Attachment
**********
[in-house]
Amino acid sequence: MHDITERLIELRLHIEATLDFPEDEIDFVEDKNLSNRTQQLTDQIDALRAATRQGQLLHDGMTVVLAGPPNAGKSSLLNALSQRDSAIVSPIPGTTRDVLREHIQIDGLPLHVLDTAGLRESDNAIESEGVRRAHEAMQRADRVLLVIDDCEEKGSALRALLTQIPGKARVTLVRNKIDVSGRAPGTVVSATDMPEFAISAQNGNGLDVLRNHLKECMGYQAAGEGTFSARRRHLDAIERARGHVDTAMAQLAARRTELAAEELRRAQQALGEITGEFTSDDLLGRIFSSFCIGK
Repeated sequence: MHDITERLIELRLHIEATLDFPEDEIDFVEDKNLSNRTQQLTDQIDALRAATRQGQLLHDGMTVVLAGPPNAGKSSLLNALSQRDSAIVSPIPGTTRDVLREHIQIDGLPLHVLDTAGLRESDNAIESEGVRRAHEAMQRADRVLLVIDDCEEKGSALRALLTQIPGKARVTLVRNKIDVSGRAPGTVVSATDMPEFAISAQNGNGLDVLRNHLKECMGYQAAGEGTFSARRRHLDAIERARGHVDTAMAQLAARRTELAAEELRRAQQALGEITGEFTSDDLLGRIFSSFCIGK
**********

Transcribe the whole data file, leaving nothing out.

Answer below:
[in-house]
Amino acid sequence: MHDITERLIELRLHIEATLDFPEDEIDFVEDKNLSNRTQQLTDQIDALRAATRQGQLLHDGMTVVLAGPPNAGKSSLLNALSQRDSAIVSPIPGTTRDVLREHIQIDGLPLHVLDTAGLRESDNAIESEGVRRAHEAMQRADRVLLVIDDCEEKGSALRALLTQIPGKARVTLVRNKIDVSGRAPGTVVSATDMPEFAISAQNGNGLDVLRNHLKECMGYQAAGEGTFSARRRHLDAIERARGHVDTAMAQLAARRTELAAEELRRAQQALGEITGEFTSDDLLGRIFSSFCIGK
Repeated sequence: MHDITERLIELRLHIEATLDFPEDEIDFVEDKNLSNRTQQLTDQIDALRAATRQGQLLHDGMTVVLAGPPNAGKSSLLNALSQRDSAIVSPIPGTTRDVLREHIQIDGLPLHVLDTAGLRESDNAIESEGVRRAHEAMQRADRVLLVIDDCEEKGSALRALLTQIPGKARVTLVRNKIDVSGRAPGTVVSATDMPEFAISAQNGNGLDVLRNHLKECMGYQAAGEGTFSARRRHLDAIERARGHVDTAMAQLAARRTELAAEELRRAQQALGEITGEFTSDDLLGRIFSSFCIGK